I'm a person who hasn't "celebrated" these imperialist holidays for decades. To be truly honest, with practically my entire family having made their physical transitions (mother, father, sister, brother), I no longer have much social pressure to participate. Fortunately for me, and as a result of the work I placed into it, even when my family was alive, I was able to convince them of the hypocrisy to the point where when I was in my twenties, they admitted to me how relieved they were that a big production for my then very young daughter was not needed and/or necessary. Nowadays, with my remaining biological family consisting of my daughter and remaining sister - each of who have been converted to not celebrating imperialist holidays (my daughter was not raised that way. We told her from the beginning that there was no Santa Claus and that the Western Hemisphere was land stolen from the Indigenous peoples), we all only discuss how to avoid the contradictions each year. Yet, since neither of them lives in California, I certainly find myself subjected to the social pressure of spending so much of my time alone this time of year. Please recognize and understand that my decision each year to avoid a lot of social interaction isn't because I don't get offers to have it. Most revolutionaries within this reactionary society learn early on how to be well grounded and genuine people. My experience is that others usually respect and want you around them. Still, I recognize that for a myriad of reasons, for many, this isn't a possibility. The challenge for me is I've decided years ago that I can be around people at other times of year, choosing to avoid the contradiction of being forced to endure customs and beliefs this time of year that literally turn my stomach. The challenge of course is the constant propaganda that pounds you 24/7 this time of year that you have to be a part of something (where lots of money is being spent of course). On some limited levels, I've come to accept and even embrace the loneliness. And, I've done much more with it that I'm hopeful will help those of you who wish to maintain your dignity and values while negotiating the isolation and accompanying loneliness.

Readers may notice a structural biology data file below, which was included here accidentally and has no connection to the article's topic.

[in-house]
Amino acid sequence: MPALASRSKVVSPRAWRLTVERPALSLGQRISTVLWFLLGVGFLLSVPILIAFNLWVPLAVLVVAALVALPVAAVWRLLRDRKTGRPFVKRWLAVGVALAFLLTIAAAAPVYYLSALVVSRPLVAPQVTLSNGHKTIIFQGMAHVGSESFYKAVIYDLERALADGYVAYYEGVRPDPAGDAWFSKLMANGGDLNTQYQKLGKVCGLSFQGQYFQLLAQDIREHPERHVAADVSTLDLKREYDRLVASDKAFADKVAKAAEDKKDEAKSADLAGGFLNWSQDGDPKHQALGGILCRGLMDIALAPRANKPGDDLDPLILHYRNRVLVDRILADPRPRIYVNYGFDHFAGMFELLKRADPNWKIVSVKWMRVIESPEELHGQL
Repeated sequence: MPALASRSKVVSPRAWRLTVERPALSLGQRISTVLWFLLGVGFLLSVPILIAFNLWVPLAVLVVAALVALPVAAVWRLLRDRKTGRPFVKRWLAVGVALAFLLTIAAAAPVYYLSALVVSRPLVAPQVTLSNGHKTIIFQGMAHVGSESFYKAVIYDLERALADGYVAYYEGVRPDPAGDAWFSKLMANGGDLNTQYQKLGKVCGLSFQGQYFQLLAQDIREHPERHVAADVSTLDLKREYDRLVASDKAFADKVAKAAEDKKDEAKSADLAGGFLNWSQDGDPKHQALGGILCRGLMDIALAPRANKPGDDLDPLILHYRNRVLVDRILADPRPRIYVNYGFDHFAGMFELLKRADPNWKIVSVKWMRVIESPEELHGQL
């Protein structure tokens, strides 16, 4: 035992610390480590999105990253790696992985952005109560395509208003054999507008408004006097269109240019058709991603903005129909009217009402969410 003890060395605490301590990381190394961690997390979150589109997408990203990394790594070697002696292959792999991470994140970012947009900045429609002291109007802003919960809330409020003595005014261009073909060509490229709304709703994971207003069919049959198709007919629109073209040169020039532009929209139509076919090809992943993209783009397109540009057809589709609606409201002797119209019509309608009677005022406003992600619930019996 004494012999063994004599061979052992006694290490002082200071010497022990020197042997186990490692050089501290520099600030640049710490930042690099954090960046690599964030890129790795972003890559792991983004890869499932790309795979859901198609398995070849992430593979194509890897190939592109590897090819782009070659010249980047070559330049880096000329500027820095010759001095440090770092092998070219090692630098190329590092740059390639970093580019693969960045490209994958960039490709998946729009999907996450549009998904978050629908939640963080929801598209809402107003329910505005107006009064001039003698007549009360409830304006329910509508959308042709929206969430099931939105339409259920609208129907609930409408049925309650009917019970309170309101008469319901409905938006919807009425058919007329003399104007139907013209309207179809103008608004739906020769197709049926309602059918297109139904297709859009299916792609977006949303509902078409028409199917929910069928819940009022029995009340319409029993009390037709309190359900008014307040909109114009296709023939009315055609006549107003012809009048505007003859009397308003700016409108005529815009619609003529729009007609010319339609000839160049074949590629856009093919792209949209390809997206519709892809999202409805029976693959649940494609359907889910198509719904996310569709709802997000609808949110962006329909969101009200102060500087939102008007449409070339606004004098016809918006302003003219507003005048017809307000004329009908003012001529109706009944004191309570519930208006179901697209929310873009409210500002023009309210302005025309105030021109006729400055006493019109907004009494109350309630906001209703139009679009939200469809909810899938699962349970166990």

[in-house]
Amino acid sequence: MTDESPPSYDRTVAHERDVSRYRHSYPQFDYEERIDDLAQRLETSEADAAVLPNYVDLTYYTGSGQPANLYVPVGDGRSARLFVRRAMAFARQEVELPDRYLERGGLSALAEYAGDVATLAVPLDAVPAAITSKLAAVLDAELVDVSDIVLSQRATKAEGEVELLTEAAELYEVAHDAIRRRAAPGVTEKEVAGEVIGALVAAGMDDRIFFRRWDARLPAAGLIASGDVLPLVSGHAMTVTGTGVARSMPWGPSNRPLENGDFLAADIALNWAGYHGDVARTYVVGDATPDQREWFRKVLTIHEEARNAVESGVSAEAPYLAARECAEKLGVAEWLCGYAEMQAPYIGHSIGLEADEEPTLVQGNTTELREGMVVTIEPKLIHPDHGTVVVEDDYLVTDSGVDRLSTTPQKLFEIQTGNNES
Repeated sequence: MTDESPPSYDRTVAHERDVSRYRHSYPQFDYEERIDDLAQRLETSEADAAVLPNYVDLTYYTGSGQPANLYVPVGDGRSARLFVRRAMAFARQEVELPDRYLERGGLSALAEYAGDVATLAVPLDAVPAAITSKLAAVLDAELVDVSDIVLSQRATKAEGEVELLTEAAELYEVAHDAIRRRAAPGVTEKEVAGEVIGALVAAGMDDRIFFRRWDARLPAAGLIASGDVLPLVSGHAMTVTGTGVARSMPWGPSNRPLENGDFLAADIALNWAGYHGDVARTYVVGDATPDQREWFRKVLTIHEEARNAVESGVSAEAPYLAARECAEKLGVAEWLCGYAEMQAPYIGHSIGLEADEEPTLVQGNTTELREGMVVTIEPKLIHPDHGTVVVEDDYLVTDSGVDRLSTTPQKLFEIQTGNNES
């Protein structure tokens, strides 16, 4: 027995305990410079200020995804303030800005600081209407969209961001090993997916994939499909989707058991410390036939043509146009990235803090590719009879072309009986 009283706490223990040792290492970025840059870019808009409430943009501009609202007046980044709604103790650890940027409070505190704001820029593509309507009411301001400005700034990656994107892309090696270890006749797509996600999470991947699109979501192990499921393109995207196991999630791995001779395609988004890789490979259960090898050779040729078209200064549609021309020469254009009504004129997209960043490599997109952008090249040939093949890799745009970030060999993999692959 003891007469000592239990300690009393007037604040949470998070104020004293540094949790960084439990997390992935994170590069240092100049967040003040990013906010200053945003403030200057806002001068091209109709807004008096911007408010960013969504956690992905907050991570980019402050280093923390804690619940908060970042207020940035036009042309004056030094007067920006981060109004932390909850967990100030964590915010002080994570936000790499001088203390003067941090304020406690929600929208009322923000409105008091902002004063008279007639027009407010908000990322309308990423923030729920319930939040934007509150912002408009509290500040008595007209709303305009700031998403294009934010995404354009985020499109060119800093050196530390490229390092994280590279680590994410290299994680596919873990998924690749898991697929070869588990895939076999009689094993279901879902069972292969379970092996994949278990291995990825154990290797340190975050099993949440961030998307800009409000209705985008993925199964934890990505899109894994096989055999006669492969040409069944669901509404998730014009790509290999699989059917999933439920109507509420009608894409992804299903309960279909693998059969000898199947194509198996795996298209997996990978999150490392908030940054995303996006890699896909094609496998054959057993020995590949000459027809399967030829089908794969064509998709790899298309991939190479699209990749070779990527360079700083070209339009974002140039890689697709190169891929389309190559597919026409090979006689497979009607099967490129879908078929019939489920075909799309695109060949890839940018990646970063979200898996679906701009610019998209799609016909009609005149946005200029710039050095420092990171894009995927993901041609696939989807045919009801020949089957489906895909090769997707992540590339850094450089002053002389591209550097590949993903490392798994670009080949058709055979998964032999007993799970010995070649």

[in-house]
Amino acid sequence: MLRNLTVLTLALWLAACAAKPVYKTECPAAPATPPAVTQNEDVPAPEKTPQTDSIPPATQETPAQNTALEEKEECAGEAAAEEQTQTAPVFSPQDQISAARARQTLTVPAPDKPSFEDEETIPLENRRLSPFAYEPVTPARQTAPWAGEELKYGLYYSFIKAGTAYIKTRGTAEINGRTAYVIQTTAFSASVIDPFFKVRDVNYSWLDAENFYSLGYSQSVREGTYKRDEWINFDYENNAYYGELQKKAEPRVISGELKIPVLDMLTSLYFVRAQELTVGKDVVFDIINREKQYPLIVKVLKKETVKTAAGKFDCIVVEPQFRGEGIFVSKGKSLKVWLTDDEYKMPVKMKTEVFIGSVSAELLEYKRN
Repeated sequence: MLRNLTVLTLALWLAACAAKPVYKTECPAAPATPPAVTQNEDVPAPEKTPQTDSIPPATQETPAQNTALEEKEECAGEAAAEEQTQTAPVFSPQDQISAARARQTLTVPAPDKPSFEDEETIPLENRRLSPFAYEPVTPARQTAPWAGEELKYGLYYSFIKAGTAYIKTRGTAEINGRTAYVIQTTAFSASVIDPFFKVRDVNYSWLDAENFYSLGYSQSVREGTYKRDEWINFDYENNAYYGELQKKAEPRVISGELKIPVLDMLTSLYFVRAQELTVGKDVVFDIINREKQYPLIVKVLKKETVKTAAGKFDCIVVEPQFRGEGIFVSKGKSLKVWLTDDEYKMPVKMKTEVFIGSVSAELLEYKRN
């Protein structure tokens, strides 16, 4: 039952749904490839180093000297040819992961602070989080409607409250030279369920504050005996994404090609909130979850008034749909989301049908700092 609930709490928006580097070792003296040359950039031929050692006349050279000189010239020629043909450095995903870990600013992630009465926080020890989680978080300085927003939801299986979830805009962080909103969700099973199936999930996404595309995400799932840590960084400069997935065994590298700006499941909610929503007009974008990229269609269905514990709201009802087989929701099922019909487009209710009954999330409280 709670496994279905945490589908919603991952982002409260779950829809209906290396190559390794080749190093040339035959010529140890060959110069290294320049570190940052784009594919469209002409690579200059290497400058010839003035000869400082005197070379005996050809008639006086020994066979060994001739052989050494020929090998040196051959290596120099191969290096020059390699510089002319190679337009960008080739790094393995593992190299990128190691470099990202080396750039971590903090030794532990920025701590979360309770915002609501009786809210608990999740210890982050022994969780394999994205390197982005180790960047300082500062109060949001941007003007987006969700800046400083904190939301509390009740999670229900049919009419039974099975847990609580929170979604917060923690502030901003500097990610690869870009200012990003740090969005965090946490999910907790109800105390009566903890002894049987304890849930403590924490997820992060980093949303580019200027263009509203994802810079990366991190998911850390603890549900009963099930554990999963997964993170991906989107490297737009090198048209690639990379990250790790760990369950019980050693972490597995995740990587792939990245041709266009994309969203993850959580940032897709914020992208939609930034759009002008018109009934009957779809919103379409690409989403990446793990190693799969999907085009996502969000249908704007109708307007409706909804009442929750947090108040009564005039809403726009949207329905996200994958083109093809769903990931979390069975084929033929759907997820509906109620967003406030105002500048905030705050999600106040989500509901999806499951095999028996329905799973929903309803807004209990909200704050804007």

As a result of all this struggle, I've developed what I believe to be healthy mechanisms to confront and combat the reoccurring feeling that I'm all alone in this world during this time of year. One thing I do annually in November is identify books that will inspire me. What inspires me is remembering that others have endured so much pain and suffering so that I could have a chance to exist and hopefully make a further contribution to making the world better. This realization has proven invaluable to me because its helped me contextualize whatever feelings of alienation I'm experiencing. This year (last Saturday), I picked up the autobiography of Albert Woodfox. He spent decades in one of the very worse prisons within the U.S. - the institution named Angola in Louisiana. Named for the fact it was a former slave plantation who's forced kidnapped laborers were from the West African country of Angola, this institution represents all of the horrors of incarceration and Woodfox's experience epitomizes those contradictions. The fact he was able to endure decades of solitary confinement in a prison who's main population housing was worse than most other institution's solitary confinement, Woodfox was able to maintain his balance by reaching deep down within himself, building on the revolutionary principles of humanism he learned within the Black Panther Party. His story stimulates me to keep moving forward. And, finding stories like his each year has helped me learn how to actually look forward to reading more and more stories like his, especially this time of year. This reaffirms that I'm not alone in how I move through the world which is a major blow to the constant feeling that we are insane for wanting something different. Something better.